Clinical Outcomes of Revision Carpal Tunnel Release Treated with Adipofascial Flap and Nerve Wrapping
Sneha R Rao, MD1, Steven L Zeng, BA1, Alexandra Krez, BS1, David S Ruch, MD1, Christopher S Klifto, MD2 and Suhail K. Mithani, MD3, (1)Duke University, Durham, NC, (2)Duke Univeristy Hospital, Durham, NC, (3)Plastics and Reconstructive Surgery, Duke University Medical Center, Durham, NC
Nearly 40% of patients report persistent symptoms after revision carpal tunnel release. The desire to minimize further scarring around the median nerve has inspired the use of nerve wraps along with the hypothenar adipofascial flap. We hypothesize that patients who underwent revision carpal tunnel release with median nerve wrapping using a biological conduit have equivalent clinical outcomes to patients who underwent hypothenar fat flap at the time of revision.
We performed a retrospective chart review of 77 patients who underwent revision carpal tunnel release (CTR) with either nerve wrap or hypothenar adipofascial flap for recalcitrant carpal tunnel symptoms. For pre-operative outcomes, we measured the presence of paresthesias or nighttime symptoms, and clinical exam findings of median nerve compression. For post-operative measures, we obtained post-op VAS pain scores, PROMIS scores, and improvement of parathesias and night-time symptoms.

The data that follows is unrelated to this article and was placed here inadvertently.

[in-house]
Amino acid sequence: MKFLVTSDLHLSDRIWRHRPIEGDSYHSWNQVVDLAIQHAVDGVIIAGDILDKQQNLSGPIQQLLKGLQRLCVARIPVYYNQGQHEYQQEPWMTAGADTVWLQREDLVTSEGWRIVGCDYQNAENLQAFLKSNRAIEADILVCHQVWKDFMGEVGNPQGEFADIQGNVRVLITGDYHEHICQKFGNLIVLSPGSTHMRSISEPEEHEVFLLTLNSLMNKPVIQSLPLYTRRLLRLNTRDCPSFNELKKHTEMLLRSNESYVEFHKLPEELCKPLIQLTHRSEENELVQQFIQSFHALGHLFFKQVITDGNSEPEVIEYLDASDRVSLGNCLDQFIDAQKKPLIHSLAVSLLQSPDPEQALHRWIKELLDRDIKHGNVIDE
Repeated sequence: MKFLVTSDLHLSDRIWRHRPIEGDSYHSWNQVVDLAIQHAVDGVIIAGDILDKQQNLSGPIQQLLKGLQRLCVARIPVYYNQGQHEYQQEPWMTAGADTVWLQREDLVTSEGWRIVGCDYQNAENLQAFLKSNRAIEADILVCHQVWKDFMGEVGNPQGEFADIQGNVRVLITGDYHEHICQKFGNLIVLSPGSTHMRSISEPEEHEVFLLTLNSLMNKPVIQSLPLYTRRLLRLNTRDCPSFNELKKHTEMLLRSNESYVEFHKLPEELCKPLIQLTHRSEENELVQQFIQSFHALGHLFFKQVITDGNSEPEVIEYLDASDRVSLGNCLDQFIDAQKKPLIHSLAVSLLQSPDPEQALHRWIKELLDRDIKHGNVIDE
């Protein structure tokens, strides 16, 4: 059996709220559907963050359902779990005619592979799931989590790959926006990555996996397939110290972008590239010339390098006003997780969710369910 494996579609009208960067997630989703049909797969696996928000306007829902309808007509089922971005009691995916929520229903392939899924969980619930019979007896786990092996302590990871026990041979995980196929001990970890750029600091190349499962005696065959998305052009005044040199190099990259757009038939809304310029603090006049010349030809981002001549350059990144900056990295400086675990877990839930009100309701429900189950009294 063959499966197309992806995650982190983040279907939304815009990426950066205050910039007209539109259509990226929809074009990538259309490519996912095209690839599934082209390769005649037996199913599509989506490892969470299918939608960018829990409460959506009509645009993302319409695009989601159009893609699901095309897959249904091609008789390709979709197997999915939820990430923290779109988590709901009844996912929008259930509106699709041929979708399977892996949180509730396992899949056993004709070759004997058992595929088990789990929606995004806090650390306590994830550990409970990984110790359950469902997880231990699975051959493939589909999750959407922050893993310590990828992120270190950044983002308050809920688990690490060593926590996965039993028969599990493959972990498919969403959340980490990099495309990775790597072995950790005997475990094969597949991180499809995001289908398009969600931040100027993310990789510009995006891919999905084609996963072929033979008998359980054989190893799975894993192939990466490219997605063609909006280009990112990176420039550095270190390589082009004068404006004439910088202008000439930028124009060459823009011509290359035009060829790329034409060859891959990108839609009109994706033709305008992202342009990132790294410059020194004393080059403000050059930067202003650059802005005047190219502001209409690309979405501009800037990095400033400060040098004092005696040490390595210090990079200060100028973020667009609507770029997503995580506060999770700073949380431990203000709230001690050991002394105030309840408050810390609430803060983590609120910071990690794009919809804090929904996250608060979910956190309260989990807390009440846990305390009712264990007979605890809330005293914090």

A total of 77 patients underwent revision CTR, with 51 (66%) receiving adipofascial flap coverage and 26 (34%) nerve wrap. In the nerve wrap cohort, 17 patients (70.8%) had recurrent symptoms and 7 (29.2%) had persistent symptoms following index CTR. Of the patients in the hypothenar fat flap cohort, 37 (73%) patients had recurrent symptoms and 14 (27.5%) had persistent symptoms. There was no significant difference in the rate of preoperative paresthesias, clinical tests for compressive median neuropathy, or thenar atrophy. Patients who underwent fat flaps had significantly higher rate of pre-operative nighttime symptoms (100%) compared to the nerve wrap cohort, 32% (p<0.0001). Intraoperatively, 4 patients in hypothenar fat flap cohort were noted to have nerve compression at the antebrachial fascia or proximal, compared to 8 patients in the nerve wrap cohort. The mean follow-up time was 4.3 months and 6.7 months for the adipofascial flap and nerve wrap cohorts, respectively. Both groups showed improved paresthesia symptoms with 72.5% and 70% of patients in the adipofascial flap and nerve wrap cohorts, respectively, reporting improved or resolved symptoms. There was no significant difference in post-operative parathesias/nighttime symptoms and pain score. Nerve wrap patients had higher post-operative PROMIS scores (p=0.005). The results of this study suggest that both hypothenar fat flap and nerve wrap may warrant consideration for use in revision carpal tunnel release in patients suffering from recalcitrant CTS following CTR. The nerve wrap may help provide coverage of the median nerve when the primary site of nerve compression is proximal to the TCL, where soft tissue cannot be mobilized for coverage.
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